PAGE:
If we haven’t taken the trouble to specify each of these items exactly, we can hardly expect our builder to be able to price them. To protect themselves, they will then tend to overprice as they try to guess what you’ll actually want. They won’t want to find themselves out of pocket.

If you demand they give you a ‘turnkey’ price, they’ll have to make even more assumptions when pricing. This is all about reducing their risk. When all this goes wrong it can result in a forensic level of analysing who forgot what, who assumed what, and so on. This can be very unpleasant and ruin your pleasure in the build. It can seem very boring and even overpedantic to go to a detailed specification for your builder to price on but it is vital if you want to avoid disappointment, or worse.

7. Too much detail or over-complex documentation

You might think it unlikely that this could be a problem, especially in light of what I’ve just said. But repetitive or complicated documents can make a builder anxious or annoyed and, worse
still, assume a level of complexity that isn’t there. He then prices accordingly. Getting this level of detail right should be handled by your quantity surveyor or designer.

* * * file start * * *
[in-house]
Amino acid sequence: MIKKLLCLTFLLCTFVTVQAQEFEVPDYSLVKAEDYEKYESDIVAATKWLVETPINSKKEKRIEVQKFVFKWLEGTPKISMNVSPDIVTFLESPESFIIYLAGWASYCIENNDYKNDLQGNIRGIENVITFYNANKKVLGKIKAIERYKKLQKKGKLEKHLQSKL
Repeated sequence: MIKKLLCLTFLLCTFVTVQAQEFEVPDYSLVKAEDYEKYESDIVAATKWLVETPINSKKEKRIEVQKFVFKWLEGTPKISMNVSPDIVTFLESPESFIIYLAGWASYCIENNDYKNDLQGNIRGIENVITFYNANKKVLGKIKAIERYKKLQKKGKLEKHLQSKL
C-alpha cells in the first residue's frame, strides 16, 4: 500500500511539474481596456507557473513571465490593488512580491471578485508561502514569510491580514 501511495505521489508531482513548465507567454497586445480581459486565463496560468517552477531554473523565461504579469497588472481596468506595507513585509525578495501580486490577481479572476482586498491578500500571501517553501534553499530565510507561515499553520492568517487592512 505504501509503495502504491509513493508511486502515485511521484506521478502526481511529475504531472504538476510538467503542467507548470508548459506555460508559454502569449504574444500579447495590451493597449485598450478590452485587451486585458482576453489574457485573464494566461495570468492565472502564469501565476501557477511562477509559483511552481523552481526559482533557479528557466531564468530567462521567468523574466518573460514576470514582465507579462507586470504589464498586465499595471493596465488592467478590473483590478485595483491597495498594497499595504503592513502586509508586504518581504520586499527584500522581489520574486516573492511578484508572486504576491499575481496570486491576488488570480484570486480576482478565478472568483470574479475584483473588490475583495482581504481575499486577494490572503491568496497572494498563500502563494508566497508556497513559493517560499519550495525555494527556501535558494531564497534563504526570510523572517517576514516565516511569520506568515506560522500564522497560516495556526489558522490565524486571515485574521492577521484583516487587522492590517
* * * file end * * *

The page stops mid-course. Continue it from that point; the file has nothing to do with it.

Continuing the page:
8. Inflation

At the start of the journey we all have a budget in mind. We then ‘infect’ the system with this figure. From now on everyone works up to this (probably somewhat notional) figure, which often doesn’t include a realistic contingency sum. Because we get excited and enthusiastic about the project we then don’t like to have to say to professionals, planners and so on that it was, in reality, our knucklebreaking final budget. And time passes.

Over the next months and possibly years, this budget becomes even more unrealistic. Of course we as the clients should police this very carefully – taking ownership and responsibility. If we allow our design team, or even the planners, to lose the run of themselves, obviously this starting budget becomes more and more unrealistic with time. And none of this allows for the very real inflation in actual build costs that can legitimately occur in the run-up to tendering.

It’s vital to set a total gross budget from Day One that everyone works within, rather than seeing it as a starting point that can somehow be reinvented over time.